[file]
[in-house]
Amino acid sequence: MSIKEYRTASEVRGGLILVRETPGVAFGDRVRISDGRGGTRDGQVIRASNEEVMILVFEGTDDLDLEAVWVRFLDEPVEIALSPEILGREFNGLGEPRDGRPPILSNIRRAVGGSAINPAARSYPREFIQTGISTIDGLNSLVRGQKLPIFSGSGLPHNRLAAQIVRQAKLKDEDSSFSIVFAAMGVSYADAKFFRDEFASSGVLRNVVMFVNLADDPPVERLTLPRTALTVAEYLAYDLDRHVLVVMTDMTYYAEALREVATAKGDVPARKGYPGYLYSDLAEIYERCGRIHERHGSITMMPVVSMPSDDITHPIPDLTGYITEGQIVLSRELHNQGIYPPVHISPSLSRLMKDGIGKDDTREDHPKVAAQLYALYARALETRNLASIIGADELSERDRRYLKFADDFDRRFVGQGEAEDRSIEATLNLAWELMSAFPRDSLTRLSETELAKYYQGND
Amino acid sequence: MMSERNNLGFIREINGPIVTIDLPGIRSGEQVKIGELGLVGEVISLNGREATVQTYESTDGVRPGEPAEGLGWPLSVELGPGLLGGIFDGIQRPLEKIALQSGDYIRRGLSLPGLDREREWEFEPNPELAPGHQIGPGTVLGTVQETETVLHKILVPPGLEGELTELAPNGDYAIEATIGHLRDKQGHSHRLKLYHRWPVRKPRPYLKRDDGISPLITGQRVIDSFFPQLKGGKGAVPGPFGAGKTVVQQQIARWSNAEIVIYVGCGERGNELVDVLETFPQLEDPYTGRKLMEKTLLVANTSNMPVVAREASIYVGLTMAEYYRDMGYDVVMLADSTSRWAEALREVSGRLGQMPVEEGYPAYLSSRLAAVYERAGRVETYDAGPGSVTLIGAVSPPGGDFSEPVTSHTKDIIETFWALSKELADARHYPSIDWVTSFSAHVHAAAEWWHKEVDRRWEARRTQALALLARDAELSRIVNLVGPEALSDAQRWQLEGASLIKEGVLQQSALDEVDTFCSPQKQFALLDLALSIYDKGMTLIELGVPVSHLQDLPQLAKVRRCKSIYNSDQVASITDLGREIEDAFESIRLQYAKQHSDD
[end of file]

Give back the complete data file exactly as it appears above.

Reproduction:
[in-house]
Amino acid sequence: MSIKEYRTASEVRGGLILVRETPGVAFGDRVRISDGRGGTRDGQVIRASNEEVMILVFEGTDDLDLEAVWVRFLDEPVEIALSPEILGREFNGLGEPRDGRPPILSNIRRAVGGSAINPAARSYPREFIQTGISTIDGLNSLVRGQKLPIFSGSGLPHNRLAAQIVRQAKLKDEDSSFSIVFAAMGVSYADAKFFRDEFASSGVLRNVVMFVNLADDPPVERLTLPRTALTVAEYLAYDLDRHVLVVMTDMTYYAEALREVATAKGDVPARKGYPGYLYSDLAEIYERCGRIHERHGSITMMPVVSMPSDDITHPIPDLTGYITEGQIVLSRELHNQGIYPPVHISPSLSRLMKDGIGKDDTREDHPKVAAQLYALYARALETRNLASIIGADELSERDRRYLKFADDFDRRFVGQGEAEDRSIEATLNLAWELMSAFPRDSLTRLSETELAKYYQGND
Amino acid sequence: MMSERNNLGFIREINGPIVTIDLPGIRSGEQVKIGELGLVGEVISLNGREATVQTYESTDGVRPGEPAEGLGWPLSVELGPGLLGGIFDGIQRPLEKIALQSGDYIRRGLSLPGLDREREWEFEPNPELAPGHQIGPGTVLGTVQETETVLHKILVPPGLEGELTELAPNGDYAIEATIGHLRDKQGHSHRLKLYHRWPVRKPRPYLKRDDGISPLITGQRVIDSFFPQLKGGKGAVPGPFGAGKTVVQQQIARWSNAEIVIYVGCGERGNELVDVLETFPQLEDPYTGRKLMEKTLLVANTSNMPVVAREASIYVGLTMAEYYRDMGYDVVMLADSTSRWAEALREVSGRLGQMPVEEGYPAYLSSRLAAVYERAGRVETYDAGPGSVTLIGAVSPPGGDFSEPVTSHTKDIIETFWALSKELADARHYPSIDWVTSFSAHVHAAAEWWHKEVDRRWEARRTQALALLARDAELSRIVNLVGPEALSDAQRWQLEGASLIKEGVLQQSALDEVDTFCSPQKQFALLDLALSIYDKGMTLIELGVPVSHLQDLPQLAKVRRCKSIYNSDQVASITDLGREIEDAFESIRLQYAKQHSDD